Explanation/Description: By means of this spell the caster creates many rubbery, black tentacles in the area of effect of the dweomer. These waving members seem to spring forth from the earth, floor, or whatever surface is underfoot -- including water. Each tentacle is 10' long, AC 4, and takes as many points of damage to destroy as the magic-user who cast the spell has levels of experience. Furthermore, there will be one such tentacle for each of the levels of experience of the spell caster. Any creature within range of the writhing tentacles is subject to attack. If more than one target is within range of a tentacle, the probability of attack on each is determined and the result found by die roll. A victim of a tentacle attack must make a saving throw versus spell. If this succeeds, the victim takes 1-4 hit points of damage from initial contact with the tentacle, and it then is destroyed. Failure to save indicates that the damage inflicted will be 2-8 points, the ebon member is wrapped around its victim, and damage will be 3-12 points on the second and succeeding rounds. Since these tentacles have no intelligence to guide them, there is the possibility that they will entwine any object -- a tree, post, pillar -- or continue to squeeze a dead opponent. Once grasped, a tentacle remains wrapped around its chosen target until the tentacle is destroyed by some form of attack or it disappears due to the expiration of the dweomer's duration.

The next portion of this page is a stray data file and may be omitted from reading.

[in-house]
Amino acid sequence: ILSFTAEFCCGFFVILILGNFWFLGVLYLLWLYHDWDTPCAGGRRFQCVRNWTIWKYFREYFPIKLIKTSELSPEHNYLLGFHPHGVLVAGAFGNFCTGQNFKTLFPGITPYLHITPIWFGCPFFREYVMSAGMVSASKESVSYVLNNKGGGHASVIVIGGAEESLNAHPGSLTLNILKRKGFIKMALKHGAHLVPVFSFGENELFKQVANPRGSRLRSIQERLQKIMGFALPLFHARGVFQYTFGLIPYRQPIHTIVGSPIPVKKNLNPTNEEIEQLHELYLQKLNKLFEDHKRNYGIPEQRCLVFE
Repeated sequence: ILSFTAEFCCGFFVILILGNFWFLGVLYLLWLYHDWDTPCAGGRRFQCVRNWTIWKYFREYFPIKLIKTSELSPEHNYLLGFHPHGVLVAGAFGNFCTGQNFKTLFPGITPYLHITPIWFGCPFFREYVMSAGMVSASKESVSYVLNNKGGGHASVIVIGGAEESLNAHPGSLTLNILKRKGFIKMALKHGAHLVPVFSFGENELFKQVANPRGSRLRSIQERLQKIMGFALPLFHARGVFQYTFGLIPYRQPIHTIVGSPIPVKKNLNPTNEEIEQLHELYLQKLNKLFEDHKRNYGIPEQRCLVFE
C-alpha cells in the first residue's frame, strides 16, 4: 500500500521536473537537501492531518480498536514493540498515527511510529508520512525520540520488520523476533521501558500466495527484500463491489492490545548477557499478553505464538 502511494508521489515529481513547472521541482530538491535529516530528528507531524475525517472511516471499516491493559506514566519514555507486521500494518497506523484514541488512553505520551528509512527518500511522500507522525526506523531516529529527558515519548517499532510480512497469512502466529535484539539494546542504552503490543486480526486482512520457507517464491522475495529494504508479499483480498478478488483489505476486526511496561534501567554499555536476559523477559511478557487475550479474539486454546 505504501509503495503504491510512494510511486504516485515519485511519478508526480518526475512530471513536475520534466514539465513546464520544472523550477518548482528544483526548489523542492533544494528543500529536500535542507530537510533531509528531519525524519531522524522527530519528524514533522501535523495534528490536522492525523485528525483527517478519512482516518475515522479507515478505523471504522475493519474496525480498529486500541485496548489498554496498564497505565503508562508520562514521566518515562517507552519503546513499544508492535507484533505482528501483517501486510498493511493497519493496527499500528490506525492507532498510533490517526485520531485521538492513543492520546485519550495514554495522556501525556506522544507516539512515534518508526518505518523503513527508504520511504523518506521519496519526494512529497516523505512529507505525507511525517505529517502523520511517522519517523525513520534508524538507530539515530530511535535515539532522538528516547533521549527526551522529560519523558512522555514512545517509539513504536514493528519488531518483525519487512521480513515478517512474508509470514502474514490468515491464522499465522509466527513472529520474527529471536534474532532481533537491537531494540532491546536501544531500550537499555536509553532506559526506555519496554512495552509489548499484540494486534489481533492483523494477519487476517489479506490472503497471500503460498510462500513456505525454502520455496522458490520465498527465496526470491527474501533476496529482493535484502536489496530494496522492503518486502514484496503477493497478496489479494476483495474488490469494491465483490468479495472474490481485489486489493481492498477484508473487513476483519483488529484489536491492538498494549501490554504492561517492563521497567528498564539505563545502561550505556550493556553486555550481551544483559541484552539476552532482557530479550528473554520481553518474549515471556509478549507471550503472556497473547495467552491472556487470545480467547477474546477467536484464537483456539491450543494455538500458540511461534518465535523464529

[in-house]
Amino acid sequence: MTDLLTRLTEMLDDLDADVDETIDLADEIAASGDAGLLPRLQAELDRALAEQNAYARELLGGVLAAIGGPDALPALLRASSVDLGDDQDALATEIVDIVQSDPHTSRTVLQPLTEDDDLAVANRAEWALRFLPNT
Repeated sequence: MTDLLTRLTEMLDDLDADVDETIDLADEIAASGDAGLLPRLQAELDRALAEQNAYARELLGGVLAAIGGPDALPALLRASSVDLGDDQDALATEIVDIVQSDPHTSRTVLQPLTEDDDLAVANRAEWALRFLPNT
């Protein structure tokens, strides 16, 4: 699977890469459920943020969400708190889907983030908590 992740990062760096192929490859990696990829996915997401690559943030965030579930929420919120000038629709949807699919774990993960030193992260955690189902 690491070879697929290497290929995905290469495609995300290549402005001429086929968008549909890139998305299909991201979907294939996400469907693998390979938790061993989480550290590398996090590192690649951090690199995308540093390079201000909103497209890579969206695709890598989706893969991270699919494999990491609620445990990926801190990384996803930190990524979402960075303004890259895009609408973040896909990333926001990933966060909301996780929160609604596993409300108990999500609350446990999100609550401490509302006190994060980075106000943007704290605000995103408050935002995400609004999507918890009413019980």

The component for this spell is a piece of tentacle from a giant octopus or giant squid.
Evard's past history established him as enemy of the mage Mordenkainen, crafter of spells, and author of the Legendry of Phantoms and Ghosts (originally a spell research book presented in Dragon #82 containing information on phantom armor, phantom steed, phantom wind, Evard's black tentacle, and wraithform). His black tentacles have also appeared in every edition of the game since then.
Evard's Black Tentacles
Level: Sor/Wiz 4
Components: V, S, M
Casting Time: 1 standard action
Range: Medium (100 ft. + 10 ft./level)
Area: 20-ft.-radius spread
Duration: 1 round/level (D)
Saving Throw: None
Spell Resistance: No